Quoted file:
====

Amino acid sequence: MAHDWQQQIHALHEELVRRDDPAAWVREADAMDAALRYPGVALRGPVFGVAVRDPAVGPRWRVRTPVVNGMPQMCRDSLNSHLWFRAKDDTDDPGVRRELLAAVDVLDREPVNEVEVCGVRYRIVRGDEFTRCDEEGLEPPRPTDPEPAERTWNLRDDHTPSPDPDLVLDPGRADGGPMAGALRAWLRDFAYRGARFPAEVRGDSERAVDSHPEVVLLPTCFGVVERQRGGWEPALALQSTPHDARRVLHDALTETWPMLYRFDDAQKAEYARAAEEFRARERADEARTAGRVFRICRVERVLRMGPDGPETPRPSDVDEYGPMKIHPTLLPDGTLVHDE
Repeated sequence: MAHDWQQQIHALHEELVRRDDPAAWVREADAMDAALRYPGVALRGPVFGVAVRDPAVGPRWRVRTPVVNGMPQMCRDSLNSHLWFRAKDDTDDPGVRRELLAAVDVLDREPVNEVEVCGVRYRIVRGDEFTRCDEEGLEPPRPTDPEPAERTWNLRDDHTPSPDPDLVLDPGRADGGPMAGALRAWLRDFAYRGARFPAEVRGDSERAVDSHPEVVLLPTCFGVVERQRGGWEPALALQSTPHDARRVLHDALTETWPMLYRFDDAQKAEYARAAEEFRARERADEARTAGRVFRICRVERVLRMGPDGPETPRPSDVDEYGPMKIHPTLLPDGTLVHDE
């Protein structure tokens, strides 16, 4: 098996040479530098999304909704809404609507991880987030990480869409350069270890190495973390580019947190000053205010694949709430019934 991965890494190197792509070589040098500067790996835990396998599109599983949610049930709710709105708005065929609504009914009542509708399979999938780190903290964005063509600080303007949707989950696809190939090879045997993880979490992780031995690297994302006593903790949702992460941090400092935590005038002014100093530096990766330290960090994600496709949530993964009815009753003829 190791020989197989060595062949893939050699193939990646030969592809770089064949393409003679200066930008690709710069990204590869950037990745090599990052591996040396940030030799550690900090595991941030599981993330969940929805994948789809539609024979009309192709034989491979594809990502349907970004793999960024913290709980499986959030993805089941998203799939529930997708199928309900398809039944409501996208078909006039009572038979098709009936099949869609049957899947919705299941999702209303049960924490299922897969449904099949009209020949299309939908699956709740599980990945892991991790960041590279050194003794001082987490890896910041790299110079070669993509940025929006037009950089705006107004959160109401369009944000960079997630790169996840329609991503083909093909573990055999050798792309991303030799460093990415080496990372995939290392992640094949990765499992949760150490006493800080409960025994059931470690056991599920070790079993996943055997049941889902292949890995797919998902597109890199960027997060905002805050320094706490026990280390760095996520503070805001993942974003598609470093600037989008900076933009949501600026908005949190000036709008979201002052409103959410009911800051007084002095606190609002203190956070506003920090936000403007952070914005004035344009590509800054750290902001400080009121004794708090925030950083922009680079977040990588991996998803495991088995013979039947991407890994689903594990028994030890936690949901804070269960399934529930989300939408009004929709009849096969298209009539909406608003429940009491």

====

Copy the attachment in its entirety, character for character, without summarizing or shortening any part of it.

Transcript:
Amino acid sequence: MAHDWQQQIHALHEELVRRDDPAAWVREADAMDAALRYPGVALRGPVFGVAVRDPAVGPRWRVRTPVVNGMPQMCRDSLNSHLWFRAKDDTDDPGVRRELLAAVDVLDREPVNEVEVCGVRYRIVRGDEFTRCDEEGLEPPRPTDPEPAERTWNLRDDHTPSPDPDLVLDPGRADGGPMAGALRAWLRDFAYRGARFPAEVRGDSERAVDSHPEVVLLPTCFGVVERQRGGWEPALALQSTPHDARRVLHDALTETWPMLYRFDDAQKAEYARAAEEFRARERADEARTAGRVFRICRVERVLRMGPDGPETPRPSDVDEYGPMKIHPTLLPDGTLVHDE
Repeated sequence: MAHDWQQQIHALHEELVRRDDPAAWVREADAMDAALRYPGVALRGPVFGVAVRDPAVGPRWRVRTPVVNGMPQMCRDSLNSHLWFRAKDDTDDPGVRRELLAAVDVLDREPVNEVEVCGVRYRIVRGDEFTRCDEEGLEPPRPTDPEPAERTWNLRDDHTPSPDPDLVLDPGRADGGPMAGALRAWLRDFAYRGARFPAEVRGDSERAVDSHPEVVLLPTCFGVVERQRGGWEPALALQSTPHDARRVLHDALTETWPMLYRFDDAQKAEYARAAEEFRARERADEARTAGRVFRICRVERVLRMGPDGPETPRPSDVDEYGPMKIHPTLLPDGTLVHDE
């Protein structure tokens, strides 16, 4: 098996040479530098999304909704809404609507991880987030990480869409350069270890190495973390580019947190000053205010694949709430019934 991965890494190197792509070589040098500067790996835990396998599109599983949610049930709710709105708005065929609504009914009542509708399979999938780190903290964005063509600080303007949707989950696809190939090879045997993880979490992780031995690297994302006593903790949702992460941090400092935590005038002014100093530096990766330290960090994600496709949530993964009815009753003829 190791020989197989060595062949893939050699193939990646030969592809770089064949393409003679200066930008690709710069990204590869950037990745090599990052591996040396940030030799550690900090595991941030599981993330969940929805994948789809539609024979009309192709034989491979594809990502349907970004793999960024913290709980499986959030993805089941998203799939529930997708199928309900398809039944409501996208078909006039009572038979098709009936099949869609049957899947919705299941999702209303049960924490299922897969449904099949009209020949299309939908699956709740599980990945892991991790960041590279050194003794001082987490890896910041790299110079070669993509940025929006037009950089705006107004959160109401369009944000960079997630790169996840329609991503083909093909573990055999050798792309991303030799460093990415080496990372995939290392992640094949990765499992949760150490006493800080409960025994059931470690056991599920070790079993996943055997049941889902292949890995797919998902597109890199960027997060905002805050320094706490026990280390760095996520503070805001993942974003598609470093600037989008900076933009949501600026908005949190000036709008979201002052409103959410009911800051007084002095606190609002203190956070506003920090936000403007952070914005004035344009590509800054750290902001400080009121004794708090925030950083922009680079977040990588991996998803495991088995013979039947991407890994689903594990028994030890936690949901804070269960399934529930989300939408009004929709009849096969298209009539909406608003429940009491």